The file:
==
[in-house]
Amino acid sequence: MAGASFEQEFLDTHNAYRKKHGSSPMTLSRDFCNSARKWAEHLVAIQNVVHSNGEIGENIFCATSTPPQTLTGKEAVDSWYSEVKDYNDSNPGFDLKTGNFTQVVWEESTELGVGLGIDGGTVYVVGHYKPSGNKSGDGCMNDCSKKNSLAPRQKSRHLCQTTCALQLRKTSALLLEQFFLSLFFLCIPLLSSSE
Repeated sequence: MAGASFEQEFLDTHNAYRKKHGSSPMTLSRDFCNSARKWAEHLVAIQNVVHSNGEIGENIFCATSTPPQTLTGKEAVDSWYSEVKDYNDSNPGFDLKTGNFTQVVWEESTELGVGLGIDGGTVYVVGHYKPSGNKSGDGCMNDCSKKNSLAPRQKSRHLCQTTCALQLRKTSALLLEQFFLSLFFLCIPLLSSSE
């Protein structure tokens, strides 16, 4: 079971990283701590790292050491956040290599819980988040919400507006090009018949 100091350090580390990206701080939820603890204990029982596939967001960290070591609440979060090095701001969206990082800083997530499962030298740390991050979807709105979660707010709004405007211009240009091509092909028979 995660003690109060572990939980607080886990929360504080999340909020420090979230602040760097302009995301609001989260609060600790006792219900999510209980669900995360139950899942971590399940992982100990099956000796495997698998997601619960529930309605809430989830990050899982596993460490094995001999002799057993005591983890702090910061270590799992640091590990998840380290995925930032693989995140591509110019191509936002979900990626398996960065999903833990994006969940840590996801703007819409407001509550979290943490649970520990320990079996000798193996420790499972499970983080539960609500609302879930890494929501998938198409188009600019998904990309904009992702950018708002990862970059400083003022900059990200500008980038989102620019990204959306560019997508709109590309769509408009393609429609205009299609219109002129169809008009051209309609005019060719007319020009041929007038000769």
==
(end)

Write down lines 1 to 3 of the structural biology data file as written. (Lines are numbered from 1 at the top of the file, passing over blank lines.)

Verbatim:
[in-house]
Amino acid sequence: MAGASFEQEFLDTHNAYRKKHGSSPMTLSRDFCNSARKWAEHLVAIQNVVHSNGEIGENIFCATSTPPQTLTGKEAVDSWYSEVKDYNDSNPGFDLKTGNFTQVVWEESTELGVGLGIDGGTVYVVGHYKPSGNKSGDGCMNDCSKKNSLAPRQKSRHLCQTTCALQLRKTSALLLEQFFLSLFFLCIPLLSSSE
Repeated sequence: MAGASFEQEFLDTHNAYRKKHGSSPMTLSRDFCNSARKWAEHLVAIQNVVHSNGEIGENIFCATSTPPQTLTGKEAVDSWYSEVKDYNDSNPGFDLKTGNFTQVVWEESTELGVGLGIDGGTVYVVGHYKPSGNKSGDGCMNDCSKKNSLAPRQKSRHLCQTTCALQLRKTSALLLEQFFLSLFFLCIPLLSSSE